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U.S. manufacturing activity leads stock markets to rebound

A positive report on U.S. manufacturing overshadowed concerns about weaker global growth and lifted stocks to multi-year highs Monday. The gain added to the best first quarter for stocks in more than a decade.

The Institute for Supply Management said its index of manufacturing activity rose strongly this month. A measure of manufacturing employment rose to a nine-month high.

Stocks in the United States and Europe had tilted negative, but they rose after the ISM report. The S&P 500 closed up 10.43 points, or 0.7 percent, at 1,418.90. That was its highest close since June 10, 2008.

The Dow Jones industrial average added 52.45 points, or 0.4 percent, to close at 13,264.49. It hasn't closed that high since the last day of 2007. The Nasdaq composite average gained 28.13, or 0.9 percent, to 3,119.70.

From January through March, the Dow rose 8 percent and the S&P 12 percent, the best first quarter for those indexes since 1998. The Nasdaq rose 19 percent, its best first quarter since 1991.

Groupon plunged 17 percent on the first trading day after the company said its internal controls are weak and its fourth-quarter loss was bigger than initially reported.

Still, the rally was broad, lifting all 10 of the S&P 500's industry groups. Rising commodity prices gave materials and energy companies some of the strongest gains.

A weaker report on U.S. construction activity checked traders' enthusiasm. Builders slowed their activity for a second straight month in February, pushing construction spending down by the largest amount in seven months.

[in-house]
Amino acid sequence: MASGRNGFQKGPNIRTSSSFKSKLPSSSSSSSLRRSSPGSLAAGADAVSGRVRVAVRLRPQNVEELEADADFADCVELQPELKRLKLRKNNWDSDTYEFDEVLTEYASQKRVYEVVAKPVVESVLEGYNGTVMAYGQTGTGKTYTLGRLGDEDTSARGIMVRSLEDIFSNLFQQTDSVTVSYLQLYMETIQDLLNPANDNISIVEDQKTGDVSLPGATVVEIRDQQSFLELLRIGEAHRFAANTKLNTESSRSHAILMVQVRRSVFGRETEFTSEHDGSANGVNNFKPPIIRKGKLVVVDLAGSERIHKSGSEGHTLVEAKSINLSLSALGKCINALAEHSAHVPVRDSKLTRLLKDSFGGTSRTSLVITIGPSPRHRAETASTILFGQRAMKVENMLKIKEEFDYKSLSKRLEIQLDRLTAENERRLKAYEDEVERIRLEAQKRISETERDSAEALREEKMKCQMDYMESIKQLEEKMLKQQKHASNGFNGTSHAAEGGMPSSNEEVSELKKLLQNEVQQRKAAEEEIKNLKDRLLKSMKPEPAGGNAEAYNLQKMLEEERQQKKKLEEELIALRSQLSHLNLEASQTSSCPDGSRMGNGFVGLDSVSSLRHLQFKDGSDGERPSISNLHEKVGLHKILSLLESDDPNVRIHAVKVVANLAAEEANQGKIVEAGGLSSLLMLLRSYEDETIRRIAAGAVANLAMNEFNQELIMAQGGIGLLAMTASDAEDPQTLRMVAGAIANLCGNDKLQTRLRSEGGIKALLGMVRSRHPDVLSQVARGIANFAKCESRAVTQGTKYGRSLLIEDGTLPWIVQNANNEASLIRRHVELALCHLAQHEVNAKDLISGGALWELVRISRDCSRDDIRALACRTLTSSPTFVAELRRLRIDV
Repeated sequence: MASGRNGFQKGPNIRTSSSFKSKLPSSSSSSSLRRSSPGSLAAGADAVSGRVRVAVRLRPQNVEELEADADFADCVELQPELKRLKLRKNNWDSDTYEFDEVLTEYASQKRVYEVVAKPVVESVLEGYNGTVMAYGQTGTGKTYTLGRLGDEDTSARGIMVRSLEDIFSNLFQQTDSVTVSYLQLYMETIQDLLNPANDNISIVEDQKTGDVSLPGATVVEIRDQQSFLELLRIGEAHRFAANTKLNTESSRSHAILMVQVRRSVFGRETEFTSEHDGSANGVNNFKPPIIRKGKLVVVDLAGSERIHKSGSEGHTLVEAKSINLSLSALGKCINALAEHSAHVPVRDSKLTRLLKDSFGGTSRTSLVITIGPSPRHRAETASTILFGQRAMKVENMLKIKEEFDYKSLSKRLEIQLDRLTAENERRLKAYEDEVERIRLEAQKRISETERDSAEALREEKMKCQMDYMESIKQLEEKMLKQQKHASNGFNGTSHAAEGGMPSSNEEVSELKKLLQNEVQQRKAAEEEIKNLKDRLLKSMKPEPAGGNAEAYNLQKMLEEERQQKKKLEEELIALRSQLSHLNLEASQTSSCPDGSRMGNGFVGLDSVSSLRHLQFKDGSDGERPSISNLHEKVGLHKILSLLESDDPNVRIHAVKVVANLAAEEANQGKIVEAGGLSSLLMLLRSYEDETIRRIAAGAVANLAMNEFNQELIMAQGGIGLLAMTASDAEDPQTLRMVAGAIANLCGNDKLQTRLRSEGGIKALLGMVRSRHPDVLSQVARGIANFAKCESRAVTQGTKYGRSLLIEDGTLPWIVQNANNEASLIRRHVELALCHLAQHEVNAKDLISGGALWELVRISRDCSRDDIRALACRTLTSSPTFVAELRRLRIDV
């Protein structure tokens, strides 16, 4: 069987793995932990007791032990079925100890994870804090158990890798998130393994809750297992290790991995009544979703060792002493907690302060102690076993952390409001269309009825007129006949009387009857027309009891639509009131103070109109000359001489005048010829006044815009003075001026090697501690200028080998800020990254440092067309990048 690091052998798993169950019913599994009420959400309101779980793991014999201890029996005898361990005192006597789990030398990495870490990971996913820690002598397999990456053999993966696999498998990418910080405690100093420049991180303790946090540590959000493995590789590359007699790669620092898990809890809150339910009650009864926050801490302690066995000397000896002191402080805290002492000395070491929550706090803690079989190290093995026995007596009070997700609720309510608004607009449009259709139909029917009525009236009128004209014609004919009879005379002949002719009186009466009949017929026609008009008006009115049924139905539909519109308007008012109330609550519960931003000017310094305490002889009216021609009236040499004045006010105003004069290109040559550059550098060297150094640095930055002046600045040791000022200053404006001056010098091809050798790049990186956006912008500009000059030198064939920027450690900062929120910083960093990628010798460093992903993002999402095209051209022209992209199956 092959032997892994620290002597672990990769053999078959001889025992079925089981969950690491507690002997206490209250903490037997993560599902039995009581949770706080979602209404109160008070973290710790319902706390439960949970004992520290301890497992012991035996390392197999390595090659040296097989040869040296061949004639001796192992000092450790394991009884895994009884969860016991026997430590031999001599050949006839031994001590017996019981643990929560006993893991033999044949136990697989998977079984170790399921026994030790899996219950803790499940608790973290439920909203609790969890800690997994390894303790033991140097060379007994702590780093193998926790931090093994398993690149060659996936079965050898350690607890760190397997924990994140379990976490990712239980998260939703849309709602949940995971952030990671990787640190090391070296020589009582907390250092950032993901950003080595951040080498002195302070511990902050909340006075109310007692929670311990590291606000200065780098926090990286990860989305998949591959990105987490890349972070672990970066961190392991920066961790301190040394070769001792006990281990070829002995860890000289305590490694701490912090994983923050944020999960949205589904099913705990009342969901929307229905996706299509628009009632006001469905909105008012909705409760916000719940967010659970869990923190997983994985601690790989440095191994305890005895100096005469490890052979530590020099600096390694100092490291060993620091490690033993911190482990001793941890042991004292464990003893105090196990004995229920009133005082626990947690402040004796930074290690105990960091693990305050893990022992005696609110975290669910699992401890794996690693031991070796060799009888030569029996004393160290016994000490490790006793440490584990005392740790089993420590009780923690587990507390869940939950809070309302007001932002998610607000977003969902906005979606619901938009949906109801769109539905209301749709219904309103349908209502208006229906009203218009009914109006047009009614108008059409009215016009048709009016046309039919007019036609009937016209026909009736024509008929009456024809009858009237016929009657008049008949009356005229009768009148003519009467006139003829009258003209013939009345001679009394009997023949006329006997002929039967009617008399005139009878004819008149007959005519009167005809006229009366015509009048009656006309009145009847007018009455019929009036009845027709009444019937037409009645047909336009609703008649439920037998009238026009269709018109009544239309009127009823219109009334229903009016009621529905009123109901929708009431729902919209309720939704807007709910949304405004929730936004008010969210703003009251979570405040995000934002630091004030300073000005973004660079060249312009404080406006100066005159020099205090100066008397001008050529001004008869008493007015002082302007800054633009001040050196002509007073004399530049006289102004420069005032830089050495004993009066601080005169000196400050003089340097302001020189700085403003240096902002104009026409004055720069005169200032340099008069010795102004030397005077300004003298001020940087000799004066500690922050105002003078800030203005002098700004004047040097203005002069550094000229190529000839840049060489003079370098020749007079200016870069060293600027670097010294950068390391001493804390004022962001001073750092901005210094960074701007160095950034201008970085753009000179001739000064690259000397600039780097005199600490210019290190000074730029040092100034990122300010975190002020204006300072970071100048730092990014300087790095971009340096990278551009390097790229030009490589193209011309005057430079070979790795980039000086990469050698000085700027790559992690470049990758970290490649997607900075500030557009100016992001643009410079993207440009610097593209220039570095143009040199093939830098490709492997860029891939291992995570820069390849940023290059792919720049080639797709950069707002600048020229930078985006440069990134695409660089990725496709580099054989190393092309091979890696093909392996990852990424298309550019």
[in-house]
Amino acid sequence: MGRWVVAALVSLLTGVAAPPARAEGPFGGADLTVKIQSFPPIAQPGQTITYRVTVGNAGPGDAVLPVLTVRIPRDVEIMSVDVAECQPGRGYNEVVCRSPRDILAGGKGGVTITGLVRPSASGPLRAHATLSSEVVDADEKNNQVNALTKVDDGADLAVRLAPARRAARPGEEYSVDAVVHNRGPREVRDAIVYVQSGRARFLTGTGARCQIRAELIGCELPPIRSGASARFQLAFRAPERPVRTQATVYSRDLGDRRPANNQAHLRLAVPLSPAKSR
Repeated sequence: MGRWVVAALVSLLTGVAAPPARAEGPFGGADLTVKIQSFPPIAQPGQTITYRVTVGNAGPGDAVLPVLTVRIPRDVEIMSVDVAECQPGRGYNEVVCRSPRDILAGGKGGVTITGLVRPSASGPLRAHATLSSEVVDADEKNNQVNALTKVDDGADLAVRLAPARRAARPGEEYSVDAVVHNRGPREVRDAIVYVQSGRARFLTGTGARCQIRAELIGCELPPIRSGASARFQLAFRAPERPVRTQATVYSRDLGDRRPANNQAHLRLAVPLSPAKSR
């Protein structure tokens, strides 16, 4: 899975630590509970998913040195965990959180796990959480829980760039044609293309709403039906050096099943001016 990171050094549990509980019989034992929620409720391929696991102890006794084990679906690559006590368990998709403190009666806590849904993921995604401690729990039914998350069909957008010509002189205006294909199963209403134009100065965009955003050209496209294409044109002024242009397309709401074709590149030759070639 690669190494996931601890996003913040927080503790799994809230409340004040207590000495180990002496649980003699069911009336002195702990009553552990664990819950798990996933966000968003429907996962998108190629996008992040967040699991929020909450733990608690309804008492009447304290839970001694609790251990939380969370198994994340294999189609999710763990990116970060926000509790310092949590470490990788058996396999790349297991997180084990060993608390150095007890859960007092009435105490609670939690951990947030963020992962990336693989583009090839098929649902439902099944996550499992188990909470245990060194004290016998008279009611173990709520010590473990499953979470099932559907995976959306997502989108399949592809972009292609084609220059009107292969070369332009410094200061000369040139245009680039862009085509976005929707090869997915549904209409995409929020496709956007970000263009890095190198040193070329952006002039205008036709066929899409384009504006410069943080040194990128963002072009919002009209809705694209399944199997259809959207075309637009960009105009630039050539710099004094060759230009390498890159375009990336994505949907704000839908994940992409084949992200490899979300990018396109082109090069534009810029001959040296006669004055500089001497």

The conflicting U.S. economic reports followed mixed data from overseas. Surveys of Chinese factory executives shaded an uneven picture: A government-sanctioned report said manufacturing there gained momentum for a fourth straight month.

But a separate survey by megabank HSBC suggested China's export activity is contracting. The HSBC survey recorded its lowest average reading in three years in the first quarter.

Later, a survey of European manufacturing executives by financial data firm Markit fell to a three-month low. The result indicated manufacturing activity there is contracting.

Europe's statistics bureau said unemployment in the 17 countries that use the euro has risen to 10.8 percent, the highest level since the launch of the euro in 1999.

The nervous tone boosted demand for ultra-safe Treasurys, sending the yield on the 10-year Treasury note down to 2.19 percent from 2.24 percent earlier Monday.

Trading on the New York Stock Exchange was lighter than average. Many traders looked ahead to the U.S. March jobs report, due out Friday. Economists expect that job creation slowed modestly after three of the strongest months for the labor market since the recession.

European markets soared in their final 90 minutes of trading after the U.S. factory report was released. France's CAC 40 rose 1.1 percent, London's FTSE 100 gained 1.8 percent, and Germany's DAX added 1.6 percent.

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